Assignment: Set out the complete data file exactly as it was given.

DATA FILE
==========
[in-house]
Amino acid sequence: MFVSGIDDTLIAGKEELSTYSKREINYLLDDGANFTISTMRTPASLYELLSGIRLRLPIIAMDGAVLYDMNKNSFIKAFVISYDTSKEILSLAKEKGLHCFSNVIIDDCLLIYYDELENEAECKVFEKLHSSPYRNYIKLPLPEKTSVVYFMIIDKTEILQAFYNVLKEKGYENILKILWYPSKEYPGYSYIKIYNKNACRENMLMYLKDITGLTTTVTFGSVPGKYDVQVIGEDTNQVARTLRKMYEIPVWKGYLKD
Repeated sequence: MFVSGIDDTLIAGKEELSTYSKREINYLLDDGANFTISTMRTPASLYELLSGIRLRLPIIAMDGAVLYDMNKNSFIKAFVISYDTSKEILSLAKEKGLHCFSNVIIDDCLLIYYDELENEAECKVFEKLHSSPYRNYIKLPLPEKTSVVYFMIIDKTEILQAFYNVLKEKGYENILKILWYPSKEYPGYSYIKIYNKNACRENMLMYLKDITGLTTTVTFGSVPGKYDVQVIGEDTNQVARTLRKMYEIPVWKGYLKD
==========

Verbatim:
[in-house]
Amino acid sequence: MFVSGIDDTLIAGKEELSTYSKREINYLLDDGANFTISTMRTPASLYELLSGIRLRLPIIAMDGAVLYDMNKNSFIKAFVISYDTSKEILSLAKEKGLHCFSNVIIDDCLLIYYDELENEAECKVFEKLHSSPYRNYIKLPLPEKTSVVYFMIIDKTEILQAFYNVLKEKGYENILKILWYPSKEYPGYSYIKIYNKNACRENMLMYLKDITGLTTTVTFGSVPGKYDVQVIGEDTNQVARTLRKMYEIPVWKGYLKD
Repeated sequence: MFVSGIDDTLIAGKEELSTYSKREINYLLDDGANFTISTMRTPASLYELLSGIRLRLPIIAMDGAVLYDMNKNSFIKAFVISYDTSKEILSLAKEKGLHCFSNVIIDDCLLIYYDELENEAECKVFEKLHSSPYRNYIKLPLPEKTSVVYFMIIDKTEILQAFYNVLKEKGYENILKILWYPSKEYPGYSYIKIYNKNACRENMLMYLKDITGLTTTVTFGSVPGKYDVQVIGEDTNQVARTLRKMYEIPVWKGYLKD